One does feel a twinge of envy for those born in the late 1930s and 1940s, the so-called Silent Generation. (Silent until you mention entitlement reform, at which point they become the Generation That Will Not Shut Up.) Talk about great timing: too young to fight in the big war, but just old enough to be entering the work force during the great postwar boom. The dream of constant generational improvement did indeed hold — at least up until their time. This no doubt came as a surprise to many of them: Having been born and raised in the shadow of the Great Depression and wartime austerity, it must have been far from obvious to them that they would represent a high-water mark for generational prosperity.
He gives some back-to-basics advice, but it’s something people don’t want to hear because they want to have their cake and eat it too:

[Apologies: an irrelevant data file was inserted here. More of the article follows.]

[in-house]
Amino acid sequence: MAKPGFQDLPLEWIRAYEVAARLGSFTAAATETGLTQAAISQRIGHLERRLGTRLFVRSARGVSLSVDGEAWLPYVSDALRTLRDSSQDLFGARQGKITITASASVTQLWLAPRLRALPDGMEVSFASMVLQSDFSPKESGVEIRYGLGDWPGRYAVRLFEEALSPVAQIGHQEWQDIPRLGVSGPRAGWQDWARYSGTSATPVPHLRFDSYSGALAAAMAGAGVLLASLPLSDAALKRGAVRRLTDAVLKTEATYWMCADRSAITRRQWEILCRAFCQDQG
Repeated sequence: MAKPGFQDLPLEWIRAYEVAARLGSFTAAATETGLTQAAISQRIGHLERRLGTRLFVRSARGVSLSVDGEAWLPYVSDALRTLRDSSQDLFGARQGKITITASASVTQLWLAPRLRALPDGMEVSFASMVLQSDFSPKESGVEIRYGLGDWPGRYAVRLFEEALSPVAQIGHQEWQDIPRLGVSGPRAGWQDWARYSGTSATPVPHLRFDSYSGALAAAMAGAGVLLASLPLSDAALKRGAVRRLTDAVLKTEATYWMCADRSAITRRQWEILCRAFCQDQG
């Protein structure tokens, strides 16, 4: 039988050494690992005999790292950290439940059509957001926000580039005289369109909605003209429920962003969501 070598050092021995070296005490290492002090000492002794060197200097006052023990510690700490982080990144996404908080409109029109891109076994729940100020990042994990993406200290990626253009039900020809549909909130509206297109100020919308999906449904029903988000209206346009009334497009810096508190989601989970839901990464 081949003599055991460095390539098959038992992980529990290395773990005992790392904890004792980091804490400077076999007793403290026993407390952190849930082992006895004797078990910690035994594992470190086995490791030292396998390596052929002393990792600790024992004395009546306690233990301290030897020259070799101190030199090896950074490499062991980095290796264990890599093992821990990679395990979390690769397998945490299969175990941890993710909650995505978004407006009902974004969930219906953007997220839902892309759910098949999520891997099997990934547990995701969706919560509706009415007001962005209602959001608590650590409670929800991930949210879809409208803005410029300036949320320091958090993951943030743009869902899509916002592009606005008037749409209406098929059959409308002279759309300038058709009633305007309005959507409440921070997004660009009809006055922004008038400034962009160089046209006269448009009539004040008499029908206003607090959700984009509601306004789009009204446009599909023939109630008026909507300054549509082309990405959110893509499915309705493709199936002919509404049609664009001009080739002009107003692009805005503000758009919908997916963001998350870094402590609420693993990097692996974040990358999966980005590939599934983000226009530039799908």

Savings is the key to personal and national financial stability, not only because it is the means through which wealth is accumulated over the course of one’s lifetime in order to fund retirement, but for other reasons as well. It provides a cushion against economic turbulence during one’s working years, for example by ensuring that if you lose your job you have the ability to sustain yourself while looking for a new one and the means to relocate for work, which is so often necessary. It means that you have the ability to take advantage of economic conditions, for example by buying a house when prices are low, with a substantial down payment that reduces your interest expenses. It means you can avoid high-interest propositions such as car loans and credit-card financing. Money makes money.
Here’s the full report — The Economic and Financial Status of Older Americans: Trends and Prospects — by William R. Emmons and Bryan J. Noeth, Center for Household Financial Stability Working Paper, Sept. 4, 2013. (Nothing displayed below?)
[pdf width=”100%” height=”1100px”]https://s3.amazonaws.com/2013-wealthcop-PDF/FRB.20130904-Emmons-Noeth.pdf[/pdf]